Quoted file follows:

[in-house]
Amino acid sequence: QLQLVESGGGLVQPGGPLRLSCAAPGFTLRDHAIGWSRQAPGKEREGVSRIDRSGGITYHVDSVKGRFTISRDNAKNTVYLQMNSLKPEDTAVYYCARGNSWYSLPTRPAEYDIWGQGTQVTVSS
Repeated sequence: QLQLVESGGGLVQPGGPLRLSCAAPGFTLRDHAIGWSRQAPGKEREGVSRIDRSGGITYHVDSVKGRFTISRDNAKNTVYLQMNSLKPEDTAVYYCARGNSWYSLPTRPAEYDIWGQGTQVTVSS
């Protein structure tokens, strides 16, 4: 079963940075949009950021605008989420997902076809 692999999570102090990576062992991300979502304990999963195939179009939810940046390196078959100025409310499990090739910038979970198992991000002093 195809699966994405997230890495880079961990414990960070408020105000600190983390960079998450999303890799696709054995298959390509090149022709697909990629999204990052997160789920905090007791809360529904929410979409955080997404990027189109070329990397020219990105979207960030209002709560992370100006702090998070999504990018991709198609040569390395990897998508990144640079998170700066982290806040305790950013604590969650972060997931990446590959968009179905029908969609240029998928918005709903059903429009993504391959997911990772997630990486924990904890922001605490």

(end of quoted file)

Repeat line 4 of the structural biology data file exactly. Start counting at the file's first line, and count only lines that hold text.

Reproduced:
């Protein structure tokens, strides 16, 4: 079963940075949009950021605008989420997902076809 692999999570102090990576062992991300979502304990999963195939179009939810940046390196078959100025409310499990090739910038979970198992991000002093 195809699966994405997230890495880079961990414990960070408020105000600190983390960079998450999303890799696709054995298959390509090149022709697909990629999204990052997160789920905090007791809360529904929410979409955080997404990027189109070329990397020219990105979207960030209002709560992370100006702090998070999504990018991709198609040569390395990897998508990144640079998170700066982290806040305790950013604590969650972060997931990446590959968009179905029908969609240029998928918005709903059903429009993504391959997911990772997630990486924990904890922001605490």